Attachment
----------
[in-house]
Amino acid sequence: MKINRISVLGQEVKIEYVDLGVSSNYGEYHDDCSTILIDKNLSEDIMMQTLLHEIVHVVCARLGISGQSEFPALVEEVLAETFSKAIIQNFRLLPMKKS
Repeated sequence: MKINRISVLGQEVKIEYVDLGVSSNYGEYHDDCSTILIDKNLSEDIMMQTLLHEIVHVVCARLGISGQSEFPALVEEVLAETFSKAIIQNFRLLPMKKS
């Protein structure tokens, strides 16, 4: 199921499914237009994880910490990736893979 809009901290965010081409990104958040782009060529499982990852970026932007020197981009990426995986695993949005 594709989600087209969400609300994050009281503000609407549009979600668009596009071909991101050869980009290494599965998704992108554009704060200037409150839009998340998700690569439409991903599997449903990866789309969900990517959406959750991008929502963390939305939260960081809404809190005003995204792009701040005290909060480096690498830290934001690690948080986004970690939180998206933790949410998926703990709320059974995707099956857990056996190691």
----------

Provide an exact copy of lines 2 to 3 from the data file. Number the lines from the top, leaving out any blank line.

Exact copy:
Amino acid sequence: MKINRISVLGQEVKIEYVDLGVSSNYGEYHDDCSTILIDKNLSEDIMMQTLLHEIVHVVCARLGISGQSEFPALVEEVLAETFSKAIIQNFRLLPMKKS
Repeated sequence: MKINRISVLGQEVKIEYVDLGVSSNYGEYHDDCSTILIDKNLSEDIMMQTLLHEIVHVVCARLGISGQSEFPALVEEVLAETFSKAIIQNFRLLPMKKS